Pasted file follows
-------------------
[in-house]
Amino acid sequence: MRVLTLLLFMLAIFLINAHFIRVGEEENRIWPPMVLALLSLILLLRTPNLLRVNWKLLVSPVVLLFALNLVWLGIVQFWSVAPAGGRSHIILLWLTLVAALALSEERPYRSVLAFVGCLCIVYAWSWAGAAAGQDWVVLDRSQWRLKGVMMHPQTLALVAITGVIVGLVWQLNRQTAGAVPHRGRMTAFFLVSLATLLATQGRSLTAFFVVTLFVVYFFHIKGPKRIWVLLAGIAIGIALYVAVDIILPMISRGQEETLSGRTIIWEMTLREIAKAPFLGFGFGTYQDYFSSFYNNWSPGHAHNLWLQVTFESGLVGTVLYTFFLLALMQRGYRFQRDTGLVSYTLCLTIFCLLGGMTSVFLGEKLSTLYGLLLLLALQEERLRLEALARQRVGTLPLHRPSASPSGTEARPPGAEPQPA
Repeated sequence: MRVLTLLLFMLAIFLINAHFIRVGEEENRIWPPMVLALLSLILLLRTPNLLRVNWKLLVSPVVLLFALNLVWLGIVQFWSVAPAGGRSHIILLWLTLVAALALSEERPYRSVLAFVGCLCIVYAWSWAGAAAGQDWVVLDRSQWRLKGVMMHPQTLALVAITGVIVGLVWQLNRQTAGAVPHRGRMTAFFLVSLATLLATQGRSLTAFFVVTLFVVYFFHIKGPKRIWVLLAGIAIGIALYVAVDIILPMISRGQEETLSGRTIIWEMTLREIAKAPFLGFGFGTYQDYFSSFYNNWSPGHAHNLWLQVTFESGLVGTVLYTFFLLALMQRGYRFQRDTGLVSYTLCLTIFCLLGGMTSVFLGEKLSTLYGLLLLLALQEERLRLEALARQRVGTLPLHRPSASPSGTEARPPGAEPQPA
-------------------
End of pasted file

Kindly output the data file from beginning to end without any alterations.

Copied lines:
[in-house]
Amino acid sequence: MRVLTLLLFMLAIFLINAHFIRVGEEENRIWPPMVLALLSLILLLRTPNLLRVNWKLLVSPVVLLFALNLVWLGIVQFWSVAPAGGRSHIILLWLTLVAALALSEERPYRSVLAFVGCLCIVYAWSWAGAAAGQDWVVLDRSQWRLKGVMMHPQTLALVAITGVIVGLVWQLNRQTAGAVPHRGRMTAFFLVSLATLLATQGRSLTAFFVVTLFVVYFFHIKGPKRIWVLLAGIAIGIALYVAVDIILPMISRGQEETLSGRTIIWEMTLREIAKAPFLGFGFGTYQDYFSSFYNNWSPGHAHNLWLQVTFESGLVGTVLYTFFLLALMQRGYRFQRDTGLVSYTLCLTIFCLLGGMTSVFLGEKLSTLYGLLLLLALQEERLRLEALARQRVGTLPLHRPSASPSGTEARPPGAEPQPA
Repeated sequence: MRVLTLLLFMLAIFLINAHFIRVGEEENRIWPPMVLALLSLILLLRTPNLLRVNWKLLVSPVVLLFALNLVWLGIVQFWSVAPAGGRSHIILLWLTLVAALALSEERPYRSVLAFVGCLCIVYAWSWAGAAAGQDWVVLDRSQWRLKGVMMHPQTLALVAITGVIVGLVWQLNRQTAGAVPHRGRMTAFFLVSLATLLATQGRSLTAFFVVTLFVVYFFHIKGPKRIWVLLAGIAIGIALYVAVDIILPMISRGQEETLSGRTIIWEMTLREIAKAPFLGFGFGTYQDYFSSFYNNWSPGHAHNLWLQVTFESGLVGTVLYTFFLLALMQRGYRFQRDTGLVSYTLCLTIFCLLGGMTSVFLGEKLSTLYGLLLLLALQEERLRLEALARQRVGTLPLHRPSASPSGTEARPPGAEPQPA